CAR-T with low-affinity shows promising results in mice with solid tumor

Anti-CD19 CAR-T therapy has demonstrated potent clinical efficacy in patients with B-cell leukemia and lymphoma. However, this therapy faces many challenges in the context of solid tumors. Most proteins overexpressed on cancer cells may also be expressed on normal cells. CAR-T cells cannot distinguish cancer cells from normal cells. Five years ago, one patient died after the treatment with anti-HER2 CAR-T due to the expression of HER2 in lung tissues[1].

CD19 is not known to be expressed on any healthy tissue other than B cells. Even though such CAR-T cells attack cancer cells and normal B cells, patients can live without B cell for a long time. Further, CD19 is not expressed on hematopoietic stem cells, and therefore B cells should return when the CAR-T cell is no longer present. This may not be the case with solid tumors.

To make CAR-T therapy applicable to solid tumors, Dr. Laurence Cooper of ZIOPHARM Oncology (NASDAQ: ZIOP) developed CAR-T with reduced affinity, and showed that these CAR-T cells could distinguish cancer from normal cells[2]. In other words, Cooper’s CAR-T cells could minimize the “on target off tumor” toxicity in mice.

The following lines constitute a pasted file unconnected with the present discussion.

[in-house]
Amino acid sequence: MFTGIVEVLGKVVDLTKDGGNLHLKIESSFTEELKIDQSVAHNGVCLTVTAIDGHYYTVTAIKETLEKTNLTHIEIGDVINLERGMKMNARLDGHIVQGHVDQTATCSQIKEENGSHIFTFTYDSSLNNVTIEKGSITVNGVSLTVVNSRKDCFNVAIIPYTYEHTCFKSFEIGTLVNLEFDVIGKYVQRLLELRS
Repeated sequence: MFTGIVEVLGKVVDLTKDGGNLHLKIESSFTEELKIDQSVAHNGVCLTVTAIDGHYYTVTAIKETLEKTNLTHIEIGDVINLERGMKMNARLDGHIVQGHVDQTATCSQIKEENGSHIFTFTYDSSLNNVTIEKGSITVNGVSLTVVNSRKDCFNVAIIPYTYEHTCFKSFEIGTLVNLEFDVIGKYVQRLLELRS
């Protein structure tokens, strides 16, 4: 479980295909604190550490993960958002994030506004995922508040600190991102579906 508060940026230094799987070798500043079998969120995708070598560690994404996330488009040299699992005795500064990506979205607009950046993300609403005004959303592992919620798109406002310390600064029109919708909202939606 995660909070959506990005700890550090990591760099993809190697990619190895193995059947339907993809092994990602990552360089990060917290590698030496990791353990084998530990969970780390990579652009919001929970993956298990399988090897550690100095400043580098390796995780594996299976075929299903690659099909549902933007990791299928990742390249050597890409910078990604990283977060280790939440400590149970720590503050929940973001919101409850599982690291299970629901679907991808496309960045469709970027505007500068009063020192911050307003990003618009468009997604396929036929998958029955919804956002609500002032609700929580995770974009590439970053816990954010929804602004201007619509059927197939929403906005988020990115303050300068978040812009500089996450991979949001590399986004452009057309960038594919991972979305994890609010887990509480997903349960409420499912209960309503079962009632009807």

The researchers chose wild-type EGFR as a target. The protein is overexpressed glioblastoma but is also found at low levels on certain normal cells. Two CARs were generated from cetuximab (cetux) and nimotuzumab (nimo), respectively. Cetux has higher affinity for EGFR, while nimo has low lower affinity.

The researchers then tested the anti-EGFR CAR-T cells in NSG mice with glioma. Cetux-CAR-T cells and nimo-CAR-T cells both significantly inhibited tumor growth. However, the cetux-CAR-T cells caused significant toxicity, resulting in significant death of mice within 7 days of T-cell infusion. The nimo-CAR-T cells have no apparent toxicity.

EGFR CAR T cells

NSG mice lack mature T cells, B cells, and NK cells, and are also deficient in multiple cytokine signaling pathways. It is unclear whether CAR-T with low-affinity could reduce cytokine storm, a common life threatening side effect associated with CAR-T therapy. The researchers used cancer cells that express a median density of 240,000 molecules of EGFR/cell to establish mouse model. In patients, it should be far more complicated.

[1] Mol Ther. 2010, 18(4), 843-851.
[2] Cancer Res. 2015, doi: 10.1158/0008-5472.CAN-15-0139.

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